NORWALK — Newport Harbor High junior Ethan Cochran had the most crowd support of any competitor as he stepped into the ring for his first attempt at the discus Saturday afternoon at Cerritos College.
In addition to his Sailors coaches and teammates, Cochran said his mother, two uncles, an aunt and a cousin were on hand to watch the CIF Southern Section track and field divisional finals.
The applause died down for Cochran's first attempt. Seconds later it came again, even louder than before.
It was a personal-record throw of 194 feet. Cochran was not done.
Two throws later he hurled a 195-4 that easily won him the Division II title.
"I had a really good week of practice, so I just tried to carry that over to the meet and it worked out," Cochran said. He set a personal-best by nine feet, four inches and is now third in the state. He qualified first for Friday's CIF Southern Section Masters meet by more than 12 feet.
Cochran was one of three individual event winners Saturday, all of whom qualify for the Masters meet back at Cerritos College. He helped Newport Harbor finish a strong second in the Division II boys' team standings behind champion Loyola, despite not having any runners in the meet.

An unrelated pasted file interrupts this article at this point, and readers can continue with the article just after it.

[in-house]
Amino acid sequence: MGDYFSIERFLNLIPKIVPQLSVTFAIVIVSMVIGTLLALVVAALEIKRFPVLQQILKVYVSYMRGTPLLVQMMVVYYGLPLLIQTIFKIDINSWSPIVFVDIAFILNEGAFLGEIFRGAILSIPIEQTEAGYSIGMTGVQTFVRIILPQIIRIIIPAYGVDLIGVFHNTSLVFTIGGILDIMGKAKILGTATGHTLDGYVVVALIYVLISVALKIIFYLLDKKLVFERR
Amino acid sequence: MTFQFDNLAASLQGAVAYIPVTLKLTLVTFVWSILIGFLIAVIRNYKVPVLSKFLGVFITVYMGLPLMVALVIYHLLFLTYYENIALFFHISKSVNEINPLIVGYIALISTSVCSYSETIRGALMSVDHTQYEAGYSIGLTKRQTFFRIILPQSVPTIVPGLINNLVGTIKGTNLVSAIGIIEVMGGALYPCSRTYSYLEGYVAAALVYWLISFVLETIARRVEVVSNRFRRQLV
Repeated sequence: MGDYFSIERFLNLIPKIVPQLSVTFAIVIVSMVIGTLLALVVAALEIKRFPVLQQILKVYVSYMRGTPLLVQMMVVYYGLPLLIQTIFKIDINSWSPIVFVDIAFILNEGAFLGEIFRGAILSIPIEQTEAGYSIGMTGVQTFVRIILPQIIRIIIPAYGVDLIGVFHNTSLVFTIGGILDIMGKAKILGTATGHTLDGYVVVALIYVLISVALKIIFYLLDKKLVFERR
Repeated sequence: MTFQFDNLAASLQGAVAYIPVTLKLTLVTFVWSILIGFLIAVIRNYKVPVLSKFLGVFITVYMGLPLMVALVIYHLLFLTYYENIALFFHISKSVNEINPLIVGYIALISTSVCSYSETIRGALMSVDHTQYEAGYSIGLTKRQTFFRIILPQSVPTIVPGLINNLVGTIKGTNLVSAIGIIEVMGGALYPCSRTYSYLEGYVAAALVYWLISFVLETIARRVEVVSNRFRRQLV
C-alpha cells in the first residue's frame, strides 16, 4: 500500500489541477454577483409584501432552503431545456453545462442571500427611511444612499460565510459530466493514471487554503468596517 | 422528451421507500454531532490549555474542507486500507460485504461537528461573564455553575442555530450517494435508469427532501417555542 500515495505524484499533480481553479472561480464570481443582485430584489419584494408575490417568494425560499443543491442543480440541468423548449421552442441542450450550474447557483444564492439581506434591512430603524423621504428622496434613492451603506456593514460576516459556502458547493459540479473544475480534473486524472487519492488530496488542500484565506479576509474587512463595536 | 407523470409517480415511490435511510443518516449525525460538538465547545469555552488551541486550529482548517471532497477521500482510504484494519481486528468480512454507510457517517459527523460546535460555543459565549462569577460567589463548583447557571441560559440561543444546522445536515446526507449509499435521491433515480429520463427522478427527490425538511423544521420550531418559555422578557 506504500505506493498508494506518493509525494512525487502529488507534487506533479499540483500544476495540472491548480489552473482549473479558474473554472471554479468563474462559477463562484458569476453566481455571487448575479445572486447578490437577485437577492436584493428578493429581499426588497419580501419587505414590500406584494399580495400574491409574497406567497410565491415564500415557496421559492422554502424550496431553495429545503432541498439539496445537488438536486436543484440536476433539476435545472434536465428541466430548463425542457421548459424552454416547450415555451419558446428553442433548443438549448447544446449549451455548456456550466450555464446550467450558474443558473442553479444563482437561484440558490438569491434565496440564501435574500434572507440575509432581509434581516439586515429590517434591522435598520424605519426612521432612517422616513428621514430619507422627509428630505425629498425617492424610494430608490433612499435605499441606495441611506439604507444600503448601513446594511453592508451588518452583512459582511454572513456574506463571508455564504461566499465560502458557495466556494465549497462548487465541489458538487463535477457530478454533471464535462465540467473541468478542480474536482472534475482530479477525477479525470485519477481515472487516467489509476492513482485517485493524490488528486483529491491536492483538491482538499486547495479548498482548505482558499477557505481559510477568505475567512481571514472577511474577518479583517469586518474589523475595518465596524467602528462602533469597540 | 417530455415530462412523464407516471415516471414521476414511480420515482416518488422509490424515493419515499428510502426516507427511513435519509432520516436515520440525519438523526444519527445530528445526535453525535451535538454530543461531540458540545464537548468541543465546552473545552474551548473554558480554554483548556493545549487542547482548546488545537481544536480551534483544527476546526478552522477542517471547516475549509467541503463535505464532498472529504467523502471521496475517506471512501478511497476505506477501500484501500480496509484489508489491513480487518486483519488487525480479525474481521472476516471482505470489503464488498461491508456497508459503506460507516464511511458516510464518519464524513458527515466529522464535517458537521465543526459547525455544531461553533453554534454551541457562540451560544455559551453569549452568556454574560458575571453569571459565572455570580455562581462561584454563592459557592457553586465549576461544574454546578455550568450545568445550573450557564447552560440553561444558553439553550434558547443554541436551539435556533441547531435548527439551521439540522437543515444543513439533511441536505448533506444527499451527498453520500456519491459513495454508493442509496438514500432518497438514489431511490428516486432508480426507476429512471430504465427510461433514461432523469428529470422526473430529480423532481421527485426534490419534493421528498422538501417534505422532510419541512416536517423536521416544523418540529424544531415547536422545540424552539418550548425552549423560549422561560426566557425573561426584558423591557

No one from Newport Harbor was really around at about 7:30 p.m. to accept the second-place plaque at the awards presentation. The Sailors still will have plenty of people coming back to Cerritos College for Masters.
Newport senior Mark Sakioka won the Division II boys' pole vault in a personal-best and school-record 16 feet, 3 inches, tying for first in Masters qualifying. Corona del Mar junior Karléh Wilson won the Division III girls' shot put in 41-2 ½, qualifying fourth for Masters.
Sailors senior Ryan Andrews was second in the Division II boys' shot put with a 59-9 3/4 mark, a personal best. Andrews qualified third for Masters, part of a strong day from the Sailors' throwers.
Newport senior JB Salem was fifth in the Division II shot with his mark of 56 feet even, qualifying eighth for Masters. Junior Steve Michaelsen was fifth in the Division II discus and qualified 11th for Masters, hanging in there after throws coach Tony Ciarelli said Michaelsen tweaked his back earlier in the week.
That made four Newport Harbor throwers who moved on, better than just the one (graduate Jake Taylor) from a year ago.
"We kind of knew last year we should have had more than that," Ciarelli said. "That's the beauty of getting a second chance, and obviously Steve and Ethan [both juniors] are going to get a third chance even. It's been a great year. It's a great group of guys, and they all get along really well. All of those things make it great to go out to practice and hang with them all day long. It's been very satisfying. It's the reason you coach, these kind of guys."
Andrews said his own day was "satisfactory" but he's really aiming at breaking the 60-foot mark. He echoed his coach's sentiments.